I mentioned a couple of weeks ago that Educating the Wholehearted Child by Clay and Sally Clarkson was my number one Homeschool How-to resource. I read it every summer, and have upgraded my copy each time a new edition has come out. I am currently on the third edition. If you have either of the first two editions and enjoy them, the third edition is a hefty upgrade and I ‘wholeheartedly’ endorse it. Smile

I’ve read several helpful homeschool books, so why is Educating the Wholehearted Child my favorite? Two reasons pop into my mind immediately. First of all, it is so practical. And, secondly, the advice within brings a sense of peace and calm. Many a homeschooling book has brought a sense of pressure, condemnation, and not doing enough, however unintentional. But Educating the Wholehearted Child makes me feel like homeschooling is a doable venture. And I appreciate that.


Educating the Wholehearted Child is written from a Christian perspective. One of my favorite parts of the book is their model for learning, called the wholehearted learning model. Shown as a picture of a house, the base is biblical, discipleship studies, upon which the rest of learning is built. Disciplined, Discussion, and Discovery studies make up the bulk of the house and include basic skills, literature, fine arts, history, and science. Discretionary studies form the roof, and include electives.

The first part of Educating the Wholehearted Child gives an introduction to homeschooling, including Scripture supporting it and comparisons with regular education models. In the sections on learning and methods, schools of homeschooling are explained, such as the Charlotte Mason and unit study methods. The wholehearted learning model is presented in detail, including learning objectives, suggestion methods, and materials for each type of study. Helpful sidebars and “in our home” sections offer practical advice and show that the authors are not just giving the reader theory, but has actually practiced the principles in their own home.

The final section provides resources on making homeschooling work for your family. It includes several articles written from one homeschooling dad to another. The rest discusses planning, keeping the home under control while homeschooling, and keeping mom from getting burnt out. The appendix lists helpful books and includes forms that can be used for planning purposes and for managing the home.

If you are just beginning your homeschooling journey, this is the one book I would recommend you read before you start. And if you have been homeschooling awhile, you can still glean excellent advice from Educating the Wholehearted Child. I am just about ready to read it again-for the 8th time-as I head into another year of homeschooling. I know by the time I am done that I will be pepped up, recommitted to our education choice, and ready to go!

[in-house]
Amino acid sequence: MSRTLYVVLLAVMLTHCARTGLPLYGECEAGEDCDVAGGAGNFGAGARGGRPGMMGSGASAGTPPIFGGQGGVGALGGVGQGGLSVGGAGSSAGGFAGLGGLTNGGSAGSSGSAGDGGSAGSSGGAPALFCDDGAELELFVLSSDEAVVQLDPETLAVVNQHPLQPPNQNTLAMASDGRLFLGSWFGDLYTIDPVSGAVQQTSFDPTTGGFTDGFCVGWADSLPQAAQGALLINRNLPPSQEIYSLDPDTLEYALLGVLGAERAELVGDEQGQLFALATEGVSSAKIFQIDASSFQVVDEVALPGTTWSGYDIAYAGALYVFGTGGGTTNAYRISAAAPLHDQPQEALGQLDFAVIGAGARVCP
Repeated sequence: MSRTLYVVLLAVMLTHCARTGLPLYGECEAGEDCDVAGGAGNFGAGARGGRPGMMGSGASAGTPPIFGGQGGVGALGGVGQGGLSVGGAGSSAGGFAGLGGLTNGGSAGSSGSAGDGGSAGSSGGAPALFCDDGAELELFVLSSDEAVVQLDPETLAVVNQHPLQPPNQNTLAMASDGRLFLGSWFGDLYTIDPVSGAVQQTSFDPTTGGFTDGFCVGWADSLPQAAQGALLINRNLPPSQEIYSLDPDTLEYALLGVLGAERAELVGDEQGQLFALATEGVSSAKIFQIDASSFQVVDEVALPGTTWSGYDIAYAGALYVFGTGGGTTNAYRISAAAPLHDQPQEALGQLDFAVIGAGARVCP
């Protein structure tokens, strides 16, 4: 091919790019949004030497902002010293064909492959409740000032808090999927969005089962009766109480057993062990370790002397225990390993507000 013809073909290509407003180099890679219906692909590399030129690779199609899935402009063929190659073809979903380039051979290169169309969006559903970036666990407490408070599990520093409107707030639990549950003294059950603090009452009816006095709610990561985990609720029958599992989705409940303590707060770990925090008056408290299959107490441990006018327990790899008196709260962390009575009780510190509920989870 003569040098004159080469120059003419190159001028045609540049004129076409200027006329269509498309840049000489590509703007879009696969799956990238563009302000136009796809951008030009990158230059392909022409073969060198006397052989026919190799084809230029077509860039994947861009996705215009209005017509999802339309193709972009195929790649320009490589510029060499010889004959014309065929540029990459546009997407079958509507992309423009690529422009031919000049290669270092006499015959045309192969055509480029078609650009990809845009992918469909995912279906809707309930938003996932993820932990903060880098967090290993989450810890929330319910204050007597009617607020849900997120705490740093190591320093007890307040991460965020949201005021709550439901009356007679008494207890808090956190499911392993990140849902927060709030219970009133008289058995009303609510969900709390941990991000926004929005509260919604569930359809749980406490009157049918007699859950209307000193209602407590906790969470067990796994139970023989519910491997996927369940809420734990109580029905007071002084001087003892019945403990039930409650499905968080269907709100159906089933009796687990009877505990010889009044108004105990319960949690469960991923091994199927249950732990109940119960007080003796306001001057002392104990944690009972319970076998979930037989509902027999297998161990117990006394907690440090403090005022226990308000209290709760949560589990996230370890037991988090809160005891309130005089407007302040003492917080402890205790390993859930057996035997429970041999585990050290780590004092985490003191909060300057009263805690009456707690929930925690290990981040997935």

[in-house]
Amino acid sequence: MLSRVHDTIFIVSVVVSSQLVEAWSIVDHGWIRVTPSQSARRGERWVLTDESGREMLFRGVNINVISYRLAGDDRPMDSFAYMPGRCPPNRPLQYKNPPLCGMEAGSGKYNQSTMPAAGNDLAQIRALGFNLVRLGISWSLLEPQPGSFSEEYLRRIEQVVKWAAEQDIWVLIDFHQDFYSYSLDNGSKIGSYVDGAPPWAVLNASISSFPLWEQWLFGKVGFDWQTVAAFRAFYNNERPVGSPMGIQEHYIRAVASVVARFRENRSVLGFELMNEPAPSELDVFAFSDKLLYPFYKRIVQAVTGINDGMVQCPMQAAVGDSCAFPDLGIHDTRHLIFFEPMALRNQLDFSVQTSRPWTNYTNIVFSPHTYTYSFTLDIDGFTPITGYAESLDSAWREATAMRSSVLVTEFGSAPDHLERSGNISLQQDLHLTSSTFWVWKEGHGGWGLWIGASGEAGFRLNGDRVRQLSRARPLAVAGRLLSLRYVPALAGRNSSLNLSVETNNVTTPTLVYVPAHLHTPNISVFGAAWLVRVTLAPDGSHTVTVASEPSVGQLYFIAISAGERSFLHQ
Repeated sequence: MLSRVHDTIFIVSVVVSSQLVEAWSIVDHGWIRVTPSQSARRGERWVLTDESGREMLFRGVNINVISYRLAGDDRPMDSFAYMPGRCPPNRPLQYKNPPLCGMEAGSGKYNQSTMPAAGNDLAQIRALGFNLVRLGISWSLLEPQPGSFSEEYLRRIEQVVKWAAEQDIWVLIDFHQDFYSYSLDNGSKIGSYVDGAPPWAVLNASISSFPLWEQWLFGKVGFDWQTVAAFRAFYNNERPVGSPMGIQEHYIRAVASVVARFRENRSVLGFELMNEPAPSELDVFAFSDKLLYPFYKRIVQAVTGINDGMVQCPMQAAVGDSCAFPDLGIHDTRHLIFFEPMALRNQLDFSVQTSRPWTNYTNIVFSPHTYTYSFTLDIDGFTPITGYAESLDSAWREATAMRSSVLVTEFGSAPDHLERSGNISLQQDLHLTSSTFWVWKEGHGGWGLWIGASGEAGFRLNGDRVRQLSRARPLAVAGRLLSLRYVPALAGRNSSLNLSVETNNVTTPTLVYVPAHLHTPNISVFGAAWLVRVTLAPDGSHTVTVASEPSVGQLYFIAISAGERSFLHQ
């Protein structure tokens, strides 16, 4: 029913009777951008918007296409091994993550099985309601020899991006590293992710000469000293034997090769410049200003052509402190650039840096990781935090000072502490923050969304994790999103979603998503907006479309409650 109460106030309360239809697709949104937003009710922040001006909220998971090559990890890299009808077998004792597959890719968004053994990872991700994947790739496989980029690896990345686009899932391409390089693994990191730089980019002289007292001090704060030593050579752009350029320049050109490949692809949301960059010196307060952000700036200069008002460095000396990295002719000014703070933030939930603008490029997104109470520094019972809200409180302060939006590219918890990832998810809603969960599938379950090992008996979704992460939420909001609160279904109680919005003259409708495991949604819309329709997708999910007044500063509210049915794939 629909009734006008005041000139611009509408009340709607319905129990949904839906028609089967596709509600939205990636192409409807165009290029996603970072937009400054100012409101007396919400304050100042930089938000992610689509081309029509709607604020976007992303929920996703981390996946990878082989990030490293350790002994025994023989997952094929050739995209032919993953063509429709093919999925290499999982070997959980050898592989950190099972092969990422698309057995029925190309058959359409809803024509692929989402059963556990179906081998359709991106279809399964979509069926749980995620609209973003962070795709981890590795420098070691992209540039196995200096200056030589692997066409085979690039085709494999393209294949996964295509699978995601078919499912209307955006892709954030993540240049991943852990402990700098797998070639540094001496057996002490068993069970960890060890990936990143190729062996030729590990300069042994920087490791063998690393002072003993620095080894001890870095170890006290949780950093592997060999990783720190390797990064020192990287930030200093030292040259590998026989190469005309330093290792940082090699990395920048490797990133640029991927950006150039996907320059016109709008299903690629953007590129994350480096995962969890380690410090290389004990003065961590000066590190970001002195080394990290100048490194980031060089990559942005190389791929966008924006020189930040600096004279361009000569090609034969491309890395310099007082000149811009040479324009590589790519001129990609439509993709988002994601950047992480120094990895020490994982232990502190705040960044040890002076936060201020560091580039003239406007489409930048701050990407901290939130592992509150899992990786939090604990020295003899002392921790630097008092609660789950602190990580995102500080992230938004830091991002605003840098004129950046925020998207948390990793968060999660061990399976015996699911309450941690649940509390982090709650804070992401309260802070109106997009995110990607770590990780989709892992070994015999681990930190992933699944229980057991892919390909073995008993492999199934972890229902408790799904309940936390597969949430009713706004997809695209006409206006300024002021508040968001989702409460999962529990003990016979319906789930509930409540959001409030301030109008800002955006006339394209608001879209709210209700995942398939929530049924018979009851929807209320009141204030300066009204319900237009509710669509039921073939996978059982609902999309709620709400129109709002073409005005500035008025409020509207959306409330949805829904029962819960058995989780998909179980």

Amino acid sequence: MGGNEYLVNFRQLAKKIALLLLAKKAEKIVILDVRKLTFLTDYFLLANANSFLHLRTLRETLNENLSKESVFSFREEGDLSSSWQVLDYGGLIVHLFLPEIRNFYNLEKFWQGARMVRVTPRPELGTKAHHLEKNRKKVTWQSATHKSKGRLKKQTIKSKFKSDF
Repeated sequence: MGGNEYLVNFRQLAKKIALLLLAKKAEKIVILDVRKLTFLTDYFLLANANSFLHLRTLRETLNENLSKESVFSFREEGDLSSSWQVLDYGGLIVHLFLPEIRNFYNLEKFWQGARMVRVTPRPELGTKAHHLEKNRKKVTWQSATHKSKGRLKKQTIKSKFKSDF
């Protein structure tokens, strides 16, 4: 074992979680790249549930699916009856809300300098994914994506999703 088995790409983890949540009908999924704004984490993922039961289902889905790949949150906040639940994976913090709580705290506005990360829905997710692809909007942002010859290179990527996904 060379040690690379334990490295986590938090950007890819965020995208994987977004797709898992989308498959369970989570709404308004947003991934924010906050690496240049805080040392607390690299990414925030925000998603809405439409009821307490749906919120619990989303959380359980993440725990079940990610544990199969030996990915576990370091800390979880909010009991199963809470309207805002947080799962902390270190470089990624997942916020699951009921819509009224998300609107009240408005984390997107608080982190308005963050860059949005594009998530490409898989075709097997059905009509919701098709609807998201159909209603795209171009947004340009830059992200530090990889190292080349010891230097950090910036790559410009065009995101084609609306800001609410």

7 Bad Reasons to Homeschool


While I am very much a homeschooling advocate, and I think that many more people should consider it than do—though homeschool is growing at a rapid rate—I also do not believe that it is for everyone. And, if certain reasons are your primary motivation for homeschooling, it is probably not for you. So, here you go, my top seven bad reasons for homeschooling:

7. Because it’s too much work to (get your kids up in the morning, make them do their homework, be on time, etc.) If any of your reasons begin with “because it is too much work” they are probably not a good reason to homeschool. Homeschooling IS work. If you are going to do it effectively, it will likely take just about every spare moment you have. It will not save you work. Now, if you are just intending to keep your kids home and not teach them, that MIGHT save you work—but you wouldn’t really be homeschooling, either.

6. Because your friend Alice does it. Did your mother ever ask you, “If Charles jumped off a bridge would you do it, too?” The same principle applies here. If God is calling you AND Alice to homeschool, that’s great. But don’t just do it because Alice is. Alice may have a completely different calling on her life. On the flip side, many a person has been inspired to consider homeschooling by seeing her friend doing it—and that’s okay! Just be sure to count the cost before you jump in headlong.

5. Because you want to keep your kids away from other kids. Kids still need friendships with other kids their age—as well as a variety of ages. One of the great things about homeschooling is that you are more aware of who your child is spending time with and can help them choose good friends. But not NO friends.